4. Series history: This will be the 31st meeting. The series is tied 15-15. The Falcons won the last meeting 40-14 on Dec. 16, 2018.

5. Sky is limit for Murray:  Rookie quarterback Kyler Murray, who led the Cardinals (1-3-1) to their first victory of the season, is turning heads in the desert. 

Murray drove the Cardinals down the field for the game-winning field goal in a 26-23 win over the Bengals last Sunday.

Murray, the No. 1 player selected in the 2019 NFL draft, hit running back David Johnson up the left sideline for a 24-yard gain. On second-and-6 from the Bengals’ 39, Murray broke loose for a 24-yard gain to get the Cardinals in field goal range. 

“He took advantage of what was there,” Arizona coach Kliff Kingsbury told the Phoenix media on Monday. “As long as he protects himself we want him to do whatever it takes to win the game.”

Murray rushed 10 times for 93 yards and one touchdown against the Bengals.

“I thought he did a nice job of that,” Kingsbury said. “When things were there he took them. We also had several called runs that he maximized. Also, we don’t want to put him in harm’s way too often.”

Murray, who set the NFL scouting combine abuzz when he measured a shade taller that 5-foot, 10-inches, completed 20 of 32 passes for 253 yards without a touchdown or interception. He had a passer rating of 87.1. 

“Kyler is elusive,” Johnson said. “He’s fast. He’s quick and it showed up (against the Bengals).” 

6. Cardinals record: The Cardinals opened the season with a 27-27 tie with the Lions before dropping three straight at Baltimore (23-17), against Carolina (38-20) and Seattle (27-10). 

Against the Bengals, Murray was under control with the game on the line. 

“He doesn’t change at all,” Kingsbury said. “He wants the ball in his hands.”

It was Murray’s best game of his early career.

“When he’s playing like that and not taking negative plays, it can be really challenging,” Kingsbury said. 

On the season, Murray has completed 126 of 201 attempts (62.7%) for 1,324 yards with four interceptions and four touchdowns. He has a passer rating of 80.1. 

Murray has rushed 28 times for 206 yards and two touchdowns. 

“I have to continue to do a good job of putting him in position to be successful,” Kingsbury said. “You see the speed. You see the accuracy as a thrower. If we can get him comfortable, I think the sky is the limit.” 

7. Arizona Falcons: Defensive tackle Corey Peters, defensive end Brooks Reed and cornerback Robert Alford are the former Falcons on the Cardinals roster.

Peters and Reed are playing, while Alford is on injured reserve with a leg injury.

The Cardinals, going back to John Abraham and Sean Weatherspoon have been fond of signing former Falcons. 

Peters played 48 defensive snaps (72%) against the Bengals at nose tackle last week. Reed played 12 defensive snaps (18%) and 19 snaps on special teams (63%).

8. Coach of week: Morgan County’s Bill Malone was named the winner of the Atlanta Falcons high school coach of the week. 

Malone, who has led his Bulldogs to a 5-1 overall start this season with a 2-0 start in Region 8-AAA.

Malone has spent 26 of his 30 years coaching and teaching at Morgan County, and he has served as head coach of the Bulldogs since 2007.

9. Depth Chart: Newly acquired strong safety James Cyprien, who played 24 defensive snaps (33 percent) against the Texans, was placed go on injured reserve on Tuesday.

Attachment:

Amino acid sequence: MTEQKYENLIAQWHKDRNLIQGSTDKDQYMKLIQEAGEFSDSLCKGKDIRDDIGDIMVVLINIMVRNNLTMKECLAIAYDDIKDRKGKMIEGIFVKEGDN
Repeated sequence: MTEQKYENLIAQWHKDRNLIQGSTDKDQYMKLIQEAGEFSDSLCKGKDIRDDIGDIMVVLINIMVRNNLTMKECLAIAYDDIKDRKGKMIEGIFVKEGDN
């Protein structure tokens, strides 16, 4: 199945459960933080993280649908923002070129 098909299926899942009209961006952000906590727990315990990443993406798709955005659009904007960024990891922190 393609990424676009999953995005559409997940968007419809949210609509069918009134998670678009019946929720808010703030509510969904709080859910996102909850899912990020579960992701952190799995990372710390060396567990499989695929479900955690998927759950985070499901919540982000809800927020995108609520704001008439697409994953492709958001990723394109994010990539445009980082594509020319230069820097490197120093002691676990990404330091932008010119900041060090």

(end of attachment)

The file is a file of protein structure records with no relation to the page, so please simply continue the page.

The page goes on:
There was no injury announcement for Cyprien on Sunday, but he was coming off a ACL knee injury that he suffered in 2018.

Cyprien also played three snaps on special teams in the 53-32 loss to the Texans. 

The Falcons signed cornerback DJ White, who played at Georgia Tech, off the Eagles practice squad and onto the 53-man roster. Offensive lineman John Wetzel was signed to the roster. Punter Sam Irwin-Hill was signed to the practice squad and tight end Carson Meier was released from the practice squad.

The Falcons traded Duke Riley and a sixth-round pick to the Eagles for Cyprien and a seventh-round pick prior to the Week 5 game against the Texans. 

White, 26, was recently signed to the Eagles practice squad after spending the exhibition season with the Washington Redskins.

White was a 34-game starter in college. He also spent time with the Colts and was a sixth-round pick by the Chiefs in 2016. 

Here’s the official depth chart for the Cardinals’ game:

OFFENSE

WR 11 Julio Jones, 18 Calvin Ridley, 83 Russell Gage
LT 70 Jake Matthews, 75 John Wetzel 
LG 68 77 James Carpenter, 71 Wes Schweitzer
C 51 Alex Mack, 71 Wes Schweitzer
RG 68 Jamon Brown, 71 Wes Schweitzer
RT 76 Kaleb McGary, 74 Ty Sambrailo, 73 Matt Gono 
TE 81 Austin Hooper, 80 Luke Stocker, 87 Jaeden Graham
WR 12 Mohamed Sanu, 14 Justin Hardy, 17 Olamide Zaccheaus
QB 2 Matt Ryan, 8 Matt Schaub
RB 24 Devonta Freeman, 25 Ito Smith, 38 Kenjon Barner, 23 Brian Hill, 32 Qadree Ollison
FB 40 Keith Smith

DEFENSE

DE 98 Takkarist McKinley, 99 Adrian Clayborn
DT 97 Grady Jarrett, 95 Jack Crawford
DT 96 Tyeler Davison, 94 Deadrin Senat
DE 93 Allen Bailey, 50 John Cominsky
DE 44 Vic Beasley
LB 59 De’Vondre Campbell, 54 Foyesade Oluokun
LB 45 Deion Jones, 53 Jermaine Grace
CB 26 Isaiah Oliver, 27 Damontae Kazee, 20 Kendall Sheffield
CB 21 Desmond Trufant, 33 Blidi Wreh-Wilson, 28 Jordan Miller, DJ White 
S 37 Ricardo Allen, 41 Sharrod Neasman
SS 36 Kemal Ishmael, 35 Jamal Carter 

SPECIALISTS

K 3 Matt Bryant
KO 4 Matt Wile 
P 4 Matt Wile, (Mohamed Sanu)
LS 47 Josh Harris
H 5 Matt Bosher
KOR 38 Kenjon Barner
PR Kenjon Barner, (Mohamed Sanu and Justin Hardy in practice)

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About the Author

D. Orlando Ledbetter
D. Orlando Ledbetter
D. Orlando Ledbetter is the Atlanta Falcons beat writer for The Atlanta Journal-Constitution.